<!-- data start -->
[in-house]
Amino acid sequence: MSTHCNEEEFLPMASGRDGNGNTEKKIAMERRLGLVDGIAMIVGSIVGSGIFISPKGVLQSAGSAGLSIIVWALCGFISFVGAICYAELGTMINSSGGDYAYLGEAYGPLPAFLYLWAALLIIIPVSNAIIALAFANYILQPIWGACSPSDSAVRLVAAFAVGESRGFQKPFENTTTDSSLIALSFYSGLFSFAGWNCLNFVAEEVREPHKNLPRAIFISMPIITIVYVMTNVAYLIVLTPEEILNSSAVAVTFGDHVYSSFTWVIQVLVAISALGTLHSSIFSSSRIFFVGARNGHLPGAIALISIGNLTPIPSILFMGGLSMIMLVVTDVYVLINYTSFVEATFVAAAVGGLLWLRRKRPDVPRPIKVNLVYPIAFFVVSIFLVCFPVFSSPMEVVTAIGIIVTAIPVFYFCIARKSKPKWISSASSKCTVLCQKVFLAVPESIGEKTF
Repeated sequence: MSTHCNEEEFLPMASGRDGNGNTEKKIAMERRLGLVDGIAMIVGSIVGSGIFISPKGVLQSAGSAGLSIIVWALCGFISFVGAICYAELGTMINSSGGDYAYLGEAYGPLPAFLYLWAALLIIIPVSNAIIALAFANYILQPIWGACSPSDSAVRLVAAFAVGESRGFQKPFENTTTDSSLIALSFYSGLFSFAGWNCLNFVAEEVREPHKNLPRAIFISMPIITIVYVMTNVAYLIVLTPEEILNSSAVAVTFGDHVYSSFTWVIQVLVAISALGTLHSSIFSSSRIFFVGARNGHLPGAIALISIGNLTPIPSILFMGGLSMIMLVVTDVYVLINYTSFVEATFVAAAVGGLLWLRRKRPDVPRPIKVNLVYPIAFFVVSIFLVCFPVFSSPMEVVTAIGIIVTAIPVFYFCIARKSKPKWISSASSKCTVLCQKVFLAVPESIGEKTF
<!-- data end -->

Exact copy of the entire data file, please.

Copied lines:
[in-house]
Amino acid sequence: MSTHCNEEEFLPMASGRDGNGNTEKKIAMERRLGLVDGIAMIVGSIVGSGIFISPKGVLQSAGSAGLSIIVWALCGFISFVGAICYAELGTMINSSGGDYAYLGEAYGPLPAFLYLWAALLIIIPVSNAIIALAFANYILQPIWGACSPSDSAVRLVAAFAVGESRGFQKPFENTTTDSSLIALSFYSGLFSFAGWNCLNFVAEEVREPHKNLPRAIFISMPIITIVYVMTNVAYLIVLTPEEILNSSAVAVTFGDHVYSSFTWVIQVLVAISALGTLHSSIFSSSRIFFVGARNGHLPGAIALISIGNLTPIPSILFMGGLSMIMLVVTDVYVLINYTSFVEATFVAAAVGGLLWLRRKRPDVPRPIKVNLVYPIAFFVVSIFLVCFPVFSSPMEVVTAIGIIVTAIPVFYFCIARKSKPKWISSASSKCTVLCQKVFLAVPESIGEKTF
Repeated sequence: MSTHCNEEEFLPMASGRDGNGNTEKKIAMERRLGLVDGIAMIVGSIVGSGIFISPKGVLQSAGSAGLSIIVWALCGFISFVGAICYAELGTMINSSGGDYAYLGEAYGPLPAFLYLWAALLIIIPVSNAIIALAFANYILQPIWGACSPSDSAVRLVAAFAVGESRGFQKPFENTTTDSSLIALSFYSGLFSFAGWNCLNFVAEEVREPHKNLPRAIFISMPIITIVYVMTNVAYLIVLTPEEILNSSAVAVTFGDHVYSSFTWVIQVLVAISALGTLHSSIFSSSRIFFVGARNGHLPGAIALISIGNLTPIPSILFMGGLSMIMLVVTDVYVLINYTSFVEATFVAAAVGGLLWLRRKRPDVPRPIKVNLVYPIAFFVVSIFLVCFPVFSSPMEVVTAIGIIVTAIPVFYFCIARKSKPKWISSASSKCTVLCQKVFLAVPESIGEKTF